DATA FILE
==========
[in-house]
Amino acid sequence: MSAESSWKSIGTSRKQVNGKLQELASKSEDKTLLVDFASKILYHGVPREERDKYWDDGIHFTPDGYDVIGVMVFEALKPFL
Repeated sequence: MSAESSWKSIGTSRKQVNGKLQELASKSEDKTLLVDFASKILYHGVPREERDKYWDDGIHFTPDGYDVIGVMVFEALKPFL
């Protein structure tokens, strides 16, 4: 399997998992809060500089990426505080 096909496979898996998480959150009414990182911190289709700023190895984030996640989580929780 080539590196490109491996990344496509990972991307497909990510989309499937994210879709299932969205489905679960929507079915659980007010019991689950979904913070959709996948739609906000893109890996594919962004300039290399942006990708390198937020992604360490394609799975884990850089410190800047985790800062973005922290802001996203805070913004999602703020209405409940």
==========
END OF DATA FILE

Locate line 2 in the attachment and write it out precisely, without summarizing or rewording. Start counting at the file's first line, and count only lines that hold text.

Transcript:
Amino acid sequence: MSAESSWKSIGTSRKQVNGKLQELASKSEDKTLLVDFASKILYHGVPREERDKYWDDGIHFTPDGYDVIGVMVFEALKPFL